Electricity rate hike put on hold

November 9, 2011

Electricity rates will remain unchanged this month, Deputy Prime Minister Hoang Trung Hai said in an interview with local press on November 7


Recently, Electricity of Vietnam (EVN) proposed an increase in power prices to start in November.

Accordingly, average power prices will be raised from VND1,242 ($0.59) per kWh to VND1,403 ($0.67 ) per kWh.

Under Decision No 24, electricity prices can be adjusted at least every three months. However, adjustments must first undergo careful consideration by relevant ministries and sectors, Hai said.

Power price adjustments need to take into account considerable efforts having been made in stabilising the macro-economy, curbing inflation and ensuring social security, he said.

Hai called on the Ministry of Industry and Trade to provide EVN auditing results and production costs to the public. If the ministry fails to do this, a price rise can not well be a reasonable suggestion, he affirmed.

Any form of price adjustment needs to be transparent and based on a competitive market, Hai noted.

Tran Dinh Long, general secretary of the Vietnam Electricity Power Association, revealed to Dai Doan Ket (Great Unity) newspaper that the industry and trade ministry has to consider price changes on principles of information transparency.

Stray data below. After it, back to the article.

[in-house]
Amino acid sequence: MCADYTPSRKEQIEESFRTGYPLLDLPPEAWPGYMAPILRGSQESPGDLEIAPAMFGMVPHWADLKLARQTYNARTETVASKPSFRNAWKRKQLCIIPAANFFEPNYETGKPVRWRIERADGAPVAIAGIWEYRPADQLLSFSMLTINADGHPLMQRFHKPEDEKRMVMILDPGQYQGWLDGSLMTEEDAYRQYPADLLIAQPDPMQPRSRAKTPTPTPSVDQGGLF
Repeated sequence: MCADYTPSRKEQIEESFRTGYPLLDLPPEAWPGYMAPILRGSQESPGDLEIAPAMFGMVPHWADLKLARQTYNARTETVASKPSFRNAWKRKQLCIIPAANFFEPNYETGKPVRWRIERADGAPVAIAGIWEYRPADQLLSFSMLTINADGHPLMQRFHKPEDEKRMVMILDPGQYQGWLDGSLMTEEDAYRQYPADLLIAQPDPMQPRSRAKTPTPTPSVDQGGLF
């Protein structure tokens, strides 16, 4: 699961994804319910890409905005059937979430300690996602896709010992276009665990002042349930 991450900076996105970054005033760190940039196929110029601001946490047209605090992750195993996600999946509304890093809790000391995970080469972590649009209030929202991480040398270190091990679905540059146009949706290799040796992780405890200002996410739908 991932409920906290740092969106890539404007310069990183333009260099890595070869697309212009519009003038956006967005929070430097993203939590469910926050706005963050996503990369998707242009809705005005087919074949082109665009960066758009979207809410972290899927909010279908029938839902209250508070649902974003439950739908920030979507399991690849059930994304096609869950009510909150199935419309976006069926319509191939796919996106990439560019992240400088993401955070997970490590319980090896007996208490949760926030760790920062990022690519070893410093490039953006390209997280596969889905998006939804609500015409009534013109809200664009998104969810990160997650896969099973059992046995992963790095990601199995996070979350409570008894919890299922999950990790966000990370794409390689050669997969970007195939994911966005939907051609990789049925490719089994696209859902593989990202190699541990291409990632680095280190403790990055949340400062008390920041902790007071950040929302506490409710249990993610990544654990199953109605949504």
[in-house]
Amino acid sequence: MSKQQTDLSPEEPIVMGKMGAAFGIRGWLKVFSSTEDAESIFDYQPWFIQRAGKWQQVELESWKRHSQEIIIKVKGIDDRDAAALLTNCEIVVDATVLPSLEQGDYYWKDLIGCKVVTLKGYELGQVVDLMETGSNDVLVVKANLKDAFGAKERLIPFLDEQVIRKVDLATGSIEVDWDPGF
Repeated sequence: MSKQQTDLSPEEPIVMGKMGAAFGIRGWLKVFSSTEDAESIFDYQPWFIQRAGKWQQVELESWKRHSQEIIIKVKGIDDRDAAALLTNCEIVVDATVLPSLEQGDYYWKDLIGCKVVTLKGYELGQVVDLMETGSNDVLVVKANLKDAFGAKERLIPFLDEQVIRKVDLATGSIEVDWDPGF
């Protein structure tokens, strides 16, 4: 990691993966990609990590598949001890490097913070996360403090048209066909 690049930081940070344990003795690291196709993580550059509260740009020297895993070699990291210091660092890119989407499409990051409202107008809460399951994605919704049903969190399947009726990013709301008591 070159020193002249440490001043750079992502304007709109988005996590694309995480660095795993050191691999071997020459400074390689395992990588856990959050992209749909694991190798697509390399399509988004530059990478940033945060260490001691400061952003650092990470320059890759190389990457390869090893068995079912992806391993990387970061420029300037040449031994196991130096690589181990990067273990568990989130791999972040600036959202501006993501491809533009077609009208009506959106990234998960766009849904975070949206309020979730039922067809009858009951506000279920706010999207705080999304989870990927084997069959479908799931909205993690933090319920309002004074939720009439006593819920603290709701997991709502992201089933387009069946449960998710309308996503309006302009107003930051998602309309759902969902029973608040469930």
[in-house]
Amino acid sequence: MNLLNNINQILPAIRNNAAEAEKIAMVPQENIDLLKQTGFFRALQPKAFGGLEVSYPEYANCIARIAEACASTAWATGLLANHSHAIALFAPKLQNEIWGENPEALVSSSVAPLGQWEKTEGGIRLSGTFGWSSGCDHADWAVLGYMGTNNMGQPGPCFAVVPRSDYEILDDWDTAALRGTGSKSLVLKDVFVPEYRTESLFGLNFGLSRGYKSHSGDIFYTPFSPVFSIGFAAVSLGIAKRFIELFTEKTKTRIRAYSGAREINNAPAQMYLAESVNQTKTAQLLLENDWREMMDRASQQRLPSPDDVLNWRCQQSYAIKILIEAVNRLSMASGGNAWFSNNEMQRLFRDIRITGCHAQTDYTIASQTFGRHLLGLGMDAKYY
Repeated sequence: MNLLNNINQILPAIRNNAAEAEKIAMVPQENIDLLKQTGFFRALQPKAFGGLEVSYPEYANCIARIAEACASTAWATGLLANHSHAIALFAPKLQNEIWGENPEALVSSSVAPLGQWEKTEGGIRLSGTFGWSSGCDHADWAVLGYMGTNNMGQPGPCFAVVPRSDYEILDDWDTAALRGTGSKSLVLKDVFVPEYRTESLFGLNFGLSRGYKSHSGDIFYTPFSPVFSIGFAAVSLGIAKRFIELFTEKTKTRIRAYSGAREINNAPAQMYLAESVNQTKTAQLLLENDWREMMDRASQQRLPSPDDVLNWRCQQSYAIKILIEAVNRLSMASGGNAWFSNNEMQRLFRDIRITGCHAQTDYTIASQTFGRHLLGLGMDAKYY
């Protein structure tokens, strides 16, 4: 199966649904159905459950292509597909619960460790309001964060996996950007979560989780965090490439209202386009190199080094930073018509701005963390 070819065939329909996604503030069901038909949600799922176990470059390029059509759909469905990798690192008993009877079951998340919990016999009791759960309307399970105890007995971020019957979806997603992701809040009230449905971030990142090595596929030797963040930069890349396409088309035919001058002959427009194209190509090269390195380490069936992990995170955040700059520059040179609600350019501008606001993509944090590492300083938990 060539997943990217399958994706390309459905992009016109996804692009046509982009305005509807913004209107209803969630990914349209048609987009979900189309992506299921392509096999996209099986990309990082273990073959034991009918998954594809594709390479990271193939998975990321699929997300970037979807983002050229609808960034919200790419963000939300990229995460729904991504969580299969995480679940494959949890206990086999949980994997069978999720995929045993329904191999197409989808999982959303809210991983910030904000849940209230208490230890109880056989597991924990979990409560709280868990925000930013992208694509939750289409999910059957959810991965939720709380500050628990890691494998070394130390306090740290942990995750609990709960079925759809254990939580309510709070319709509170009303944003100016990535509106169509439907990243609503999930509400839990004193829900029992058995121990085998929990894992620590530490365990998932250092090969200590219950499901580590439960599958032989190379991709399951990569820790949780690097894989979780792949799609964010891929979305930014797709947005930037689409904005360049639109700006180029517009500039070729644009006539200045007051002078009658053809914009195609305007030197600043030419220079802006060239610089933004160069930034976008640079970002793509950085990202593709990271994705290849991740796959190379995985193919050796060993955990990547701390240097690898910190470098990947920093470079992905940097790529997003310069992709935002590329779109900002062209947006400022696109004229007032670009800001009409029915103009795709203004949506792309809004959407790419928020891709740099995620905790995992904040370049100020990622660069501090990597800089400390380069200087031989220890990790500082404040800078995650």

Consumers are ready to accept price rises if EVN calculations are reasonable, Long added.

Hai made an additional call on the ministry to establish three power generation corporations under the EVN before November 15.

The ministry will also be required to set up a national power regulatory council this month.

During the ministry’s online meeting on November 7, the Vietnam National Coal and Mineral Industries Group (Vinacomin) asked for permission to increase the price of coal sold to the power sector.

Nguyen Quang Bien, Vinacomin deputy general director, said that in the first 10 months of the year, domestic coal consumption reached 36.5 million tonnes, 11 per cent higher than the same period last year.

Currently, the price of coal sold to the power sector makes up only 50 per cent of production costs and with a 30 per cent rise per year, it will take around three years for prices to equal costs, Bien said.

Therefore, production costs are currently being compensated by profits generated from coal exports.

However, coal exports are expected to drop strongly from 13 million tonnes in 2012 to 5 million tonnes during 2014-15 while the volume of coal used in generating power is estimated to reach 35 million tonnes out of 55 million tonnes turned out.

Thus, coal prices will need to be adjusted in 2012 to ease financial pressures, Bien noted.

Deputy director of the ministry’s Heavy Industries Department Nguyen Khac Tho said that coal and power price adjustments must depend on the health of the economy.

Before raising coal prices, enterprises were called upon to seek measures in curbing illegal coal exports as well as strengthen cost management.

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